A wayward gray whale that had been on Northern California's Klamath River for more than a month, staying even after her calf went back to the ocean, died Tuesday morning after beaching on a sandbar.
A cause of death will be determined after researchers test samples of the body, said Sarah Wilkin of the National Oceanic and Atmospheric Association. She was part of the team studying the whale and trying different tactics to send it back to the Pacific, three miles away.
"Based on the photos and everything, her fat layer looks good, so we don't think she starved to death," Wilkin said. "There's something else going on."
The mother and her 15-foot calf entered the river in late June during their northward journey from breeding grounds in Baja California up to Alaska.
Rescuers spotted what they believed to be the calf swimming back to sea on July 23 after weaning from the mother.
The whale had become a local celebrity of sorts in the area, with people gathering daily on a bridge spanning the river to get a look at the creature.
"It's very sad," said Thomas O'Rourke, chairman of the Yurok Tribe, whose reservation lines the banks of the river south of Crescent City, Calif. "It started to become a part of the community."
Researchers took measurements of the dead whale, and the animal was expected to be buried later on the gravel riverbank during a private ceremony held by the Yurok Tribe among tall willows near the spot where it beached.
O'Rourke visited the dead whale and said a prayer for its new journey. He believes it might have been showing its calf a place it had known in its youth.
"This is the farthest up river I have ever seen a whale," he said. "They come into the mouth regularly, the bottom end of the estuary. I believe there is a message there, and we are still yet to understand."
Ashala Tylor, a freelance photographer, has been taking pictures of the whale for weeks, and said she saw the whale alive Monday night.
"I stayed until about 2 a.m. this morning and she was swimming around the bridge," Tylor said Tuesday. "When I came back this morning she was on her side as dead as can be. I was shocked when I saw her."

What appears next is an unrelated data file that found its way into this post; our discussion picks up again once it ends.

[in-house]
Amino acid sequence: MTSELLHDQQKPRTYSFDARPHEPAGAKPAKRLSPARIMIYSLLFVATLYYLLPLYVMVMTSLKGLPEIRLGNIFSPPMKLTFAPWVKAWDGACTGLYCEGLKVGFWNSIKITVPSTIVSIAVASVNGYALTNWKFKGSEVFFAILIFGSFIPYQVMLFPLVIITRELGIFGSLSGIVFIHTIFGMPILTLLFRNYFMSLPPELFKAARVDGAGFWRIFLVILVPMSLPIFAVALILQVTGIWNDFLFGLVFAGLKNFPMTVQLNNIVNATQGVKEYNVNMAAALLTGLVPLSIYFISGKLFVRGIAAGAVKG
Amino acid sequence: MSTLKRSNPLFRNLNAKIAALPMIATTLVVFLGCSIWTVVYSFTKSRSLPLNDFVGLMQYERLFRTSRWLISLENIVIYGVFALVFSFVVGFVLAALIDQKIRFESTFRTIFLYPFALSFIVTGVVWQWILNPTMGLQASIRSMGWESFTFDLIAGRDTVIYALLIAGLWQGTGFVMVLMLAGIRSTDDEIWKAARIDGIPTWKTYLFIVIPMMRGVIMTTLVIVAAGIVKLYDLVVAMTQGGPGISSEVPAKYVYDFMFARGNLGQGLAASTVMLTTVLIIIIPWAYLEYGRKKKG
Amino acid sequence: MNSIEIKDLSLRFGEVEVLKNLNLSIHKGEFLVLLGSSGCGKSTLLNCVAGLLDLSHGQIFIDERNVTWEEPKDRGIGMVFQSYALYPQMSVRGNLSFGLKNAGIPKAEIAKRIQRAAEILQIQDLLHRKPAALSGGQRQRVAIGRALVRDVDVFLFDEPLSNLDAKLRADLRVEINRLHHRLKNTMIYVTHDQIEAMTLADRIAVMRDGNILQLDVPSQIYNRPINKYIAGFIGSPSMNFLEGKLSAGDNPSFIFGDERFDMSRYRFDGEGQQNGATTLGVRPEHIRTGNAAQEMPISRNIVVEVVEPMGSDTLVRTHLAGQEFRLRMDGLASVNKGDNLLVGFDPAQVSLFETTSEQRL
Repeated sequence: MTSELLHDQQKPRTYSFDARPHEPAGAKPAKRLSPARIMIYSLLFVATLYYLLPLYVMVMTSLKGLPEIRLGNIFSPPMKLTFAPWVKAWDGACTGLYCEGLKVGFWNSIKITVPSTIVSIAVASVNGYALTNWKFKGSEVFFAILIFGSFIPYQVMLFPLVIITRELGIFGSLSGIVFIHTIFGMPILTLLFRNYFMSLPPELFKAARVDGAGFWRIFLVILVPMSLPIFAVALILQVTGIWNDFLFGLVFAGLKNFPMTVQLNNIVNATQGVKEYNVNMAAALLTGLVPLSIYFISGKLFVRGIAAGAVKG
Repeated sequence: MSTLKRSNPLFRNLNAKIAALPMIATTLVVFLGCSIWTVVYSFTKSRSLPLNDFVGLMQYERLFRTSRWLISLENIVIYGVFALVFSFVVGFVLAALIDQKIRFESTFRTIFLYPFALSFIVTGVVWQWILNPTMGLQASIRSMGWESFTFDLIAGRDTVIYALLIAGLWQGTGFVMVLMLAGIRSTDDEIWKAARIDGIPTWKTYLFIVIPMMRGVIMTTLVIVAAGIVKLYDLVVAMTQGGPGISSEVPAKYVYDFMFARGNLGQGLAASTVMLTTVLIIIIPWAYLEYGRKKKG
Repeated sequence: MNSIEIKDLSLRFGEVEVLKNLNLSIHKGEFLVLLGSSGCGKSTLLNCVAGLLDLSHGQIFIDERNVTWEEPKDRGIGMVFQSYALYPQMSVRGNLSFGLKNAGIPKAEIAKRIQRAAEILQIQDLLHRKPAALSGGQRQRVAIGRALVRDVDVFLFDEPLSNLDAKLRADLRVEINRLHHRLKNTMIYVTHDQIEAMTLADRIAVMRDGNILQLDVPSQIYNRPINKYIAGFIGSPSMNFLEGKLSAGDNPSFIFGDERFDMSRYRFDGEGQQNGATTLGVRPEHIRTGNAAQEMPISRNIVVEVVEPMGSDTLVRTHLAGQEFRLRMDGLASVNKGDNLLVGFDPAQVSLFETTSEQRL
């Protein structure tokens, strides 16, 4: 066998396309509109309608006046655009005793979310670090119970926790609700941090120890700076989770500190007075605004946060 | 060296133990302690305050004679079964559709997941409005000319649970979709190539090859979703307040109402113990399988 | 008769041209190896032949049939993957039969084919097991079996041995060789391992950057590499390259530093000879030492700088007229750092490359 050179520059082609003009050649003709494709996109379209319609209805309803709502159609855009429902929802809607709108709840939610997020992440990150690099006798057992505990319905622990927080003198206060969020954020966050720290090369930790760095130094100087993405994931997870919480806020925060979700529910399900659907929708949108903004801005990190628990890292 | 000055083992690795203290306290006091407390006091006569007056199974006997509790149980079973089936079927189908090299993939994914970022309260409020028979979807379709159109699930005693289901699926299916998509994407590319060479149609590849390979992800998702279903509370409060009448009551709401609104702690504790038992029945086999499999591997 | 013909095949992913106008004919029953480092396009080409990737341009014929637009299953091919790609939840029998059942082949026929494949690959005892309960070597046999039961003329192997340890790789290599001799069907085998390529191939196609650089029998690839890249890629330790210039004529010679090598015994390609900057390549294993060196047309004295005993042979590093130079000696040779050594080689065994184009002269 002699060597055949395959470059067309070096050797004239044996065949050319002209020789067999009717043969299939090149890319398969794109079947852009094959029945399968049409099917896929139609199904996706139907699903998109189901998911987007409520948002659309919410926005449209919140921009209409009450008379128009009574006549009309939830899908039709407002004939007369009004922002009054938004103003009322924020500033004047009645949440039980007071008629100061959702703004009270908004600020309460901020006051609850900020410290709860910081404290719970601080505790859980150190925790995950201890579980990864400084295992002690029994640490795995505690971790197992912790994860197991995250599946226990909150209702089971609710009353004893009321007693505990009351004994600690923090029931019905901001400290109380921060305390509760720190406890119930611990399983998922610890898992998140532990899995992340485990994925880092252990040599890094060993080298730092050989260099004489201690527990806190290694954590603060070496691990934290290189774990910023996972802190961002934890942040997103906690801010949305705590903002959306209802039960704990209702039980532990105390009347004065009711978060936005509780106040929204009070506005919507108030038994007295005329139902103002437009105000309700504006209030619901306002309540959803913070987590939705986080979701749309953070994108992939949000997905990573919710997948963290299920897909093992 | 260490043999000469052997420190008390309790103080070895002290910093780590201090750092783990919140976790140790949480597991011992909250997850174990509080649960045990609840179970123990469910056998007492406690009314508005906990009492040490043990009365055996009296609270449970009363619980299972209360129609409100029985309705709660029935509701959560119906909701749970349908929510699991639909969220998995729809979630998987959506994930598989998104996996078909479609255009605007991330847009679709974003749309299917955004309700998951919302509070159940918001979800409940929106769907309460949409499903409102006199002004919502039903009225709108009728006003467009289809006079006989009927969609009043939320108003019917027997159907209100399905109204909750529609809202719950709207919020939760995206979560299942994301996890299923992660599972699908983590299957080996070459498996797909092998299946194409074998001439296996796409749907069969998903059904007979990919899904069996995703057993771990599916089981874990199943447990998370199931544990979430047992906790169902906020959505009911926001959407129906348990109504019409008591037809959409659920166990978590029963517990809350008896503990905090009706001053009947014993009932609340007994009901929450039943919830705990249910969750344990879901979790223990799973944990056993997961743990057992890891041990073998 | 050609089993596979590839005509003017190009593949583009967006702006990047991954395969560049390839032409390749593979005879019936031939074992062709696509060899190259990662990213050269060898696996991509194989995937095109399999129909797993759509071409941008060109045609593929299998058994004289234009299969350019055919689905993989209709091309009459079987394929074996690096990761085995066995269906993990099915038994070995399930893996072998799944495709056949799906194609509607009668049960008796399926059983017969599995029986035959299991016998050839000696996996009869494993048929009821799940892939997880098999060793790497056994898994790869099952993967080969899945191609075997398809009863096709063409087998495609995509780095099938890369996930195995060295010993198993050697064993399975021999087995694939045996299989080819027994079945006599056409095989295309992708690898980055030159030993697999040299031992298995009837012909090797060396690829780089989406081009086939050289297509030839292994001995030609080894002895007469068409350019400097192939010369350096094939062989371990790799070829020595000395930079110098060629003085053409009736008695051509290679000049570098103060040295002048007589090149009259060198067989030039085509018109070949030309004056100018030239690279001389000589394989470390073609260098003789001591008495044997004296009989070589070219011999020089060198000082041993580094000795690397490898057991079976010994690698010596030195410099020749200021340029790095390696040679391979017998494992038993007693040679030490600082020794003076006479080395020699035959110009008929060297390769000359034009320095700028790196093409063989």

The tactics used to try to scare the mom back to sea included blasting the sounds of its main predator, killer whales; spraying a water cannon at her and banging on pipes in the water.
Killer whales, also known as orcas, were given their menacing names by fishermen who saw them forming packs to attack whales, even ones as big as grays. The one on the Klamath was estimated to be 45 feet long and weigh 40 tons.
The Yurok Tribe last month told msnbc.com that while the river had some shallow parts "she could easily get out if she wants to."
Why would the pair have even entered the river in the first place? The tribe said they might have been trying to "avoid a predator such as a killer whale or a great white shark."
Or, it added, "the highly intelligent mammals could also simply be curious."
The last sighting of a whale on the Klamath was in 1989, the tribe said, and that one left without incident.
Gray whales travel long distances between calving and mating along the coasts and then feeding in the Arctic and sub-Arctic regions.
The population of gray whales off the Pacific coast are recovering after nearly being hunted to extinction for their blubber in the 1900s. Their population is estimated at around 20,000.